From Microcosm Aquarium Explorer

Jump to: navigation , search

Mysid shrimp, greatly enlarged. NOAA

Family: Mysidae

Species in Genus Mysis:

Mysid or Mysis shrimp are small crustaceans found in saltwater, freshwater, and brackish habitats. Although not decapods and thus not true shrimp, mysids are related the marine shrimps. Sizes vary, those used for fish foods range from about 6 - 13 mm (.25 - .5 in.)

The there are 58 genera of mysids, with Mysis being of most interest, as a nutritionally rich food, for aquarium livestock keepers. Most are found in marine coastal waters.

A freshwater species, Mysis relicta has become a highly regarded staple food among both marine and freshwater aquarists. It is harvested from cold northern lakes, where it forms part of the zooplankton.

According to Piscine Energetics a leading supplier of Mysis shrimp to aquarists:

1.) Mysis relicta is a natural product enriched by the food chain of the lakes from which it is harvested. This is because of Mysis relicta's highly diversified eating habits. The extremely high levels of EPA and DHA (fatty acids) is related to the food chain found in deep cold waters, such as those where Mysis is harvested. These fatty acids not only provide your fish with essential nutrition, but also stimulate an energetic feeding response.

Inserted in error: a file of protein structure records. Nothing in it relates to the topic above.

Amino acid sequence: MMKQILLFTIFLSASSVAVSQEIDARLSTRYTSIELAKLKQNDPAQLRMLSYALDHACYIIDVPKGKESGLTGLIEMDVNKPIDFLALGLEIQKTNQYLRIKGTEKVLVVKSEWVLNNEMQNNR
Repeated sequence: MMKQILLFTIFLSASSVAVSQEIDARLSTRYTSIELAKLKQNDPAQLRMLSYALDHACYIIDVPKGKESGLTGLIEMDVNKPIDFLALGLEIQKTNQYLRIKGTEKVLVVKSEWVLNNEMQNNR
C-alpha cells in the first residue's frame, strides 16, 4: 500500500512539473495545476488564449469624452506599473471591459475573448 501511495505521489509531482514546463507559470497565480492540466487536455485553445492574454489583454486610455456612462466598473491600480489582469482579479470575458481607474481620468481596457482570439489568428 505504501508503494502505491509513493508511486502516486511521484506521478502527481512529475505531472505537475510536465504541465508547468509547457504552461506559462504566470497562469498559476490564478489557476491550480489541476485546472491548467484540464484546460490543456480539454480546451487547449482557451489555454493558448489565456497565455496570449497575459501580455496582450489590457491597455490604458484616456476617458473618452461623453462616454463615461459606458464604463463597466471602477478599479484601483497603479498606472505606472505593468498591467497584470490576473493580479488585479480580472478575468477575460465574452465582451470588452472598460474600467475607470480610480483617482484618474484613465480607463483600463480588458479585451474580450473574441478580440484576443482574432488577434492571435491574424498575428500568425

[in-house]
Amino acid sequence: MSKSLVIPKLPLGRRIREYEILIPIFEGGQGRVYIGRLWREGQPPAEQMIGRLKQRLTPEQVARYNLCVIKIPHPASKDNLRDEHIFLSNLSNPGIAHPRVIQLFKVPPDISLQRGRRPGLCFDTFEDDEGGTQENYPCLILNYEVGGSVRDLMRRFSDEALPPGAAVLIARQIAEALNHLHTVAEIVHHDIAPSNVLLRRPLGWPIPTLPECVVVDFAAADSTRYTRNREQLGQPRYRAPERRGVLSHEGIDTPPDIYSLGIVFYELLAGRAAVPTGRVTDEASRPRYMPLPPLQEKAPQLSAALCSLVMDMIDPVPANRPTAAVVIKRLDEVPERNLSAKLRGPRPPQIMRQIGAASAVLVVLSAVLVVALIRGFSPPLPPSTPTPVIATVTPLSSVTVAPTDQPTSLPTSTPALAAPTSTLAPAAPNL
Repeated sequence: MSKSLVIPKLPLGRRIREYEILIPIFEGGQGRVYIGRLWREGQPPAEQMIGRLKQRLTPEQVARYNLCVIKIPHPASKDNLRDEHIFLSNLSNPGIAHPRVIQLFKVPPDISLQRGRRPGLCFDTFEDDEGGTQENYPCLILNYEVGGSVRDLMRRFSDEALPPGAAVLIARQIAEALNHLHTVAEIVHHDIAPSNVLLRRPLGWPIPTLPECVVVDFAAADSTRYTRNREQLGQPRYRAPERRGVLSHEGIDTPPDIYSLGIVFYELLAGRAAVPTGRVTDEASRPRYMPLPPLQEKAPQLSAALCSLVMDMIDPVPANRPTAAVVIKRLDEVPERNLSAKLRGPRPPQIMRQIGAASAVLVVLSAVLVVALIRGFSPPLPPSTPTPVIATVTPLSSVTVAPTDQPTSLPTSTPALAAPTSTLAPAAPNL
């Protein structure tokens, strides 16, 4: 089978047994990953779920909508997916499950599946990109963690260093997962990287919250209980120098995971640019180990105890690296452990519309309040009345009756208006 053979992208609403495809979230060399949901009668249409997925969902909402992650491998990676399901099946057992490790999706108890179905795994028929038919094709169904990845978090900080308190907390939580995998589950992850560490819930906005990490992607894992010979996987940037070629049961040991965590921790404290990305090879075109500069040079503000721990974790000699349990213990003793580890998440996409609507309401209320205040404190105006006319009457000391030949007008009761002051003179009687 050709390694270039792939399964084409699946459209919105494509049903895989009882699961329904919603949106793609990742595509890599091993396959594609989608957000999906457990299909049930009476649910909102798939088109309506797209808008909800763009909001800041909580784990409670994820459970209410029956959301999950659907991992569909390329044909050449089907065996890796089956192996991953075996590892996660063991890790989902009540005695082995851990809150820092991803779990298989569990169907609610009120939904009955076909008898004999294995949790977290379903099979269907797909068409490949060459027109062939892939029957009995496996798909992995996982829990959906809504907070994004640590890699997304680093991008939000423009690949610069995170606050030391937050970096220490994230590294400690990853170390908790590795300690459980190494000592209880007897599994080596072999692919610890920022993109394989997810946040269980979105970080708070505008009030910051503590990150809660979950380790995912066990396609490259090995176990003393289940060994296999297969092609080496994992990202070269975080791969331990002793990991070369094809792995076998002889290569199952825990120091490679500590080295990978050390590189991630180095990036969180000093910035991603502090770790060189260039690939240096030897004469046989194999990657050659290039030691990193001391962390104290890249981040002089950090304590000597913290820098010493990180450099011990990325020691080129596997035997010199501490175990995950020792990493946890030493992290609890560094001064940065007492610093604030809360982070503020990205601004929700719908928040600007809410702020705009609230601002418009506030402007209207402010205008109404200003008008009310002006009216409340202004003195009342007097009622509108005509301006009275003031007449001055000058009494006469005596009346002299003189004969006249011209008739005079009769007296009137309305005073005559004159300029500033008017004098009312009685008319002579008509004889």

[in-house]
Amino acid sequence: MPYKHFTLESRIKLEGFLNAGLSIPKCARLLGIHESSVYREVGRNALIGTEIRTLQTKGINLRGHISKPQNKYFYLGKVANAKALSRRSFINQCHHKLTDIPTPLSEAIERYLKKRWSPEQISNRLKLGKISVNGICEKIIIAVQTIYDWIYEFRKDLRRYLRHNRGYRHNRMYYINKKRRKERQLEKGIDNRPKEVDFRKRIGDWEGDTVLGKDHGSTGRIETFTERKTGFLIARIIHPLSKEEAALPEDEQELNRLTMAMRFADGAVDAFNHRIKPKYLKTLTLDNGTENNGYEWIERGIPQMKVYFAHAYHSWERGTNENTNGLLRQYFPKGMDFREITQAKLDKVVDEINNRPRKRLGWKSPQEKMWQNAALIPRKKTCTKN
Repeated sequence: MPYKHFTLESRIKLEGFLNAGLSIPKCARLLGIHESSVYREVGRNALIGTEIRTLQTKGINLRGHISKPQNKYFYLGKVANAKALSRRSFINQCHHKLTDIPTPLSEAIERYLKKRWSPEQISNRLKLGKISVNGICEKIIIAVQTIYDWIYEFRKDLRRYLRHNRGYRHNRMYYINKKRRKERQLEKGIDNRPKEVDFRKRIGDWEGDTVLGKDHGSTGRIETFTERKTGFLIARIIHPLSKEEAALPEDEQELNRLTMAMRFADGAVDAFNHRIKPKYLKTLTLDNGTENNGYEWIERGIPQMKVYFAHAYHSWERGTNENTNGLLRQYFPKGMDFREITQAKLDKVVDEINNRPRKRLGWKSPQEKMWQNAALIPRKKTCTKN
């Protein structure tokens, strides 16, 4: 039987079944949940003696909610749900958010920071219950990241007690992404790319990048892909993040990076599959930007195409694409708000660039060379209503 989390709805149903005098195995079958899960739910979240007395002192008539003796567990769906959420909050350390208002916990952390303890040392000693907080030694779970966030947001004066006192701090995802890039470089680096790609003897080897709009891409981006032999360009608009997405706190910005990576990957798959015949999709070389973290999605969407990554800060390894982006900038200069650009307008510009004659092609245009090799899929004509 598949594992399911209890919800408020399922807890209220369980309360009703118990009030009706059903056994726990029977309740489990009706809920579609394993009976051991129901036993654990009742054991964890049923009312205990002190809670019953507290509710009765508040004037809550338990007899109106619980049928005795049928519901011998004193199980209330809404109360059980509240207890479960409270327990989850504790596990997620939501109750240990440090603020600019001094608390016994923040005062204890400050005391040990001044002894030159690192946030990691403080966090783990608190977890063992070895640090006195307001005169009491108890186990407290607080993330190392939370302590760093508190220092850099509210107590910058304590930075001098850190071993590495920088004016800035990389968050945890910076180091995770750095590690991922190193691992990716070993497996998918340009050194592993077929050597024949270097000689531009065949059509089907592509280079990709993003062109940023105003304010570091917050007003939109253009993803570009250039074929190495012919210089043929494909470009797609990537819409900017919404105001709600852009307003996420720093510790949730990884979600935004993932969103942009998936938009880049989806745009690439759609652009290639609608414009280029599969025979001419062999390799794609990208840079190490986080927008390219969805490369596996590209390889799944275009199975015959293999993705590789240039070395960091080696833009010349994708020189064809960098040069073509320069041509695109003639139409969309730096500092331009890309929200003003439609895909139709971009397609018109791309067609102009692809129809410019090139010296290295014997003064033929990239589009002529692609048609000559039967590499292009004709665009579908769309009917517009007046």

2.) Mysis relicta range in size from newly released young of about one-eight inch to adults of up to 3/4 inch. The other zooplankton are normally much smaller ranging from one one-hundredth to one tenth of an inch in total length. It is the size of the Mysis that makes them of interest as a fish food. Fish that consistently feed on Mysis grow much faster than those feeding strictly on the other smaller zooplankton. Mysis are extremely high in nutritional value and are salt free.

Live Mysis Shrimp

Aquarists living near coastal areas may be able to trap or net swarming mysids for use as live foods.

Cultured mysis shrimp are increasingly available to hobbyists. One source of saltwater mysis (Mysidopsis bahia) is Reed Mariculture: Reed Maricultured Mysids